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I've always thought that there are some people who always seem to know the right thing to say ... but that I'm not one of them!
Apparently, that is wrong, because a set of pieces of research around the end of the last decade found that there is actually no agreement amongst people in general about what sort of comments are or are not helpful.
How can there be people who always know the right thing to say when there's no consensus on what that right thing to say actually IS?!
But when it comes to always DOING the right thing ... that's a different matter! We tend to be able to convince ourselves for the most part that what we did was the right thing ... it's just that sometimes, especially when times are hard, we seem to freeze at the point of decision.
There ARE times when we come to a point where it's all a bit too hard, confusing or painful and we can't see the way forward at all.
How do we work out the principles on which we'll make our decisions for times like that?
Writing to the Romans from Corinth
The apostle Paul wrote from cosmpolitan Corinth to a bunch of believers from five house churches living under all manner of difficult personal and public challenges at the heart of the evil Empire in Rome in the winter of 56-57 A.D. (More on the background HERE.)
They were a mixed ethnicity church with Jewish and non-Jewish people in their fellowship and Paul establishes in the first three chapters that whether you're Jewish or Gentile you are HUMAN and the trouble with 'human' is that they mess up.
The term that he uses is 'sin'.
So when it comes to doing the right or wrong thing, whether you are a Jewish persoon living by the Old Testament Law or a Gentile person living by the law of your own conscience, by virtue of simply being human all have sinned and fall short of the glory God intended for humanity, but are freely justified nonetheless by God's grace by means of the redemption that came through Christ Jesus.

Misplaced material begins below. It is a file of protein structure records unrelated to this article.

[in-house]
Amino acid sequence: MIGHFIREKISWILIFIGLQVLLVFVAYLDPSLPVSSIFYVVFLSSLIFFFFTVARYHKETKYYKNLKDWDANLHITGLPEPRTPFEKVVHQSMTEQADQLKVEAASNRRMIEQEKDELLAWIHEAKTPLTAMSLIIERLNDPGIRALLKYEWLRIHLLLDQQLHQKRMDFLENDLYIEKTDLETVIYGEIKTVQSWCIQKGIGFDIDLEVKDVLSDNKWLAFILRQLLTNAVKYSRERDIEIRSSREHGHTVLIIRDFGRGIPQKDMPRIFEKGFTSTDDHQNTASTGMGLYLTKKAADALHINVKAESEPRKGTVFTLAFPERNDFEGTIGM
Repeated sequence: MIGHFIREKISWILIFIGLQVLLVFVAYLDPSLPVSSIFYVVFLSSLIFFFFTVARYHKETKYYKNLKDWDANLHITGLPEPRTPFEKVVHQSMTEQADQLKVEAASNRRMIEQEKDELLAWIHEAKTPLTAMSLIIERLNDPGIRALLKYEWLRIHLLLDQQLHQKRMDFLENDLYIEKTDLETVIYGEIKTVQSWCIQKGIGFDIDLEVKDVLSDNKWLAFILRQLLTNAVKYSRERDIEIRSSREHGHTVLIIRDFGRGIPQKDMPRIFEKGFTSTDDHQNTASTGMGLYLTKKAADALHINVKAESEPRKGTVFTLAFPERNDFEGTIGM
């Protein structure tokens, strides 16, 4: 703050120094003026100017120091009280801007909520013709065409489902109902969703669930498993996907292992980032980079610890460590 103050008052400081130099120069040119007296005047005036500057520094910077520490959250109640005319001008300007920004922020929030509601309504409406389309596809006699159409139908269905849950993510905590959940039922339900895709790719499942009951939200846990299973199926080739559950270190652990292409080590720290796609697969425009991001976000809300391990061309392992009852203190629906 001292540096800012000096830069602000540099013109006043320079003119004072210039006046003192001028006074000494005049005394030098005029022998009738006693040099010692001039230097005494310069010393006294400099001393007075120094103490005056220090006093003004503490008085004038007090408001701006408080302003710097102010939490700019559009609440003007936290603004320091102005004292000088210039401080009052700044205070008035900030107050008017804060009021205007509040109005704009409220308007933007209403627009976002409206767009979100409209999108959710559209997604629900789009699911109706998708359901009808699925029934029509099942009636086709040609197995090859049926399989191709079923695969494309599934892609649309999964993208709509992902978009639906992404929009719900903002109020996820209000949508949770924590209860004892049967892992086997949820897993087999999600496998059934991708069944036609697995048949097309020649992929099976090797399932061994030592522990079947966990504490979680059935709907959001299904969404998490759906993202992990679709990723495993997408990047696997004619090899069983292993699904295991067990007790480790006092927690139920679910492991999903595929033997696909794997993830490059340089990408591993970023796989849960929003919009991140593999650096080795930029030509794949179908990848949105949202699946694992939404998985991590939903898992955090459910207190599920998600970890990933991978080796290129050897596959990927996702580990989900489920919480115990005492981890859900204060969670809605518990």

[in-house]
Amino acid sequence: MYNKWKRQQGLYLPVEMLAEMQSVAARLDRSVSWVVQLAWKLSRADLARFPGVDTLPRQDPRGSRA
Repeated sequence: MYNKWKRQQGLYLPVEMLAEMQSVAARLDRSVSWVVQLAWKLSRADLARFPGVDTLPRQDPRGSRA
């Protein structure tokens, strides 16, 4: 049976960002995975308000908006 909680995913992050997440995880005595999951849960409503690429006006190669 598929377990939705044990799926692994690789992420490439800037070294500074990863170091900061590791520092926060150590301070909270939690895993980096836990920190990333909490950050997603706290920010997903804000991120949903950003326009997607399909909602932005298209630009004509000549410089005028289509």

(That's Romans 3:22-24, by the way ... check the link!)
The idea that - after all that had gone on in the Old Testament - the Jews were in the same boat as the Gentiles, well ... that threw up all sorts of questions for Jewish people trying to live with Gentiles in a mixed ethnicity church. So Paul answers their main questions in chapters 4-11 of that letter to the Romans.
And when he has DONE that, Paul refers back to what he said in chapters 1-3 about how a person gets right with God:
- all have sinned regardless of their background and
- are put right with God by God's grace alone on the basis of the price Christ paid for sin on the believer's behalf, and then says:
- 'on the basis of that here's how to live in the light of the fact that salvationo's by grace alone, through faith alone, with GOD getting all of the Glory'.
Given that Christ sacrificed to give you life, writes the Apostle in Romans 12:1, in view of God's mercy, present your bodily life as a living sacrifice to God, as THAT is what counts as reasonable and spiritual worship.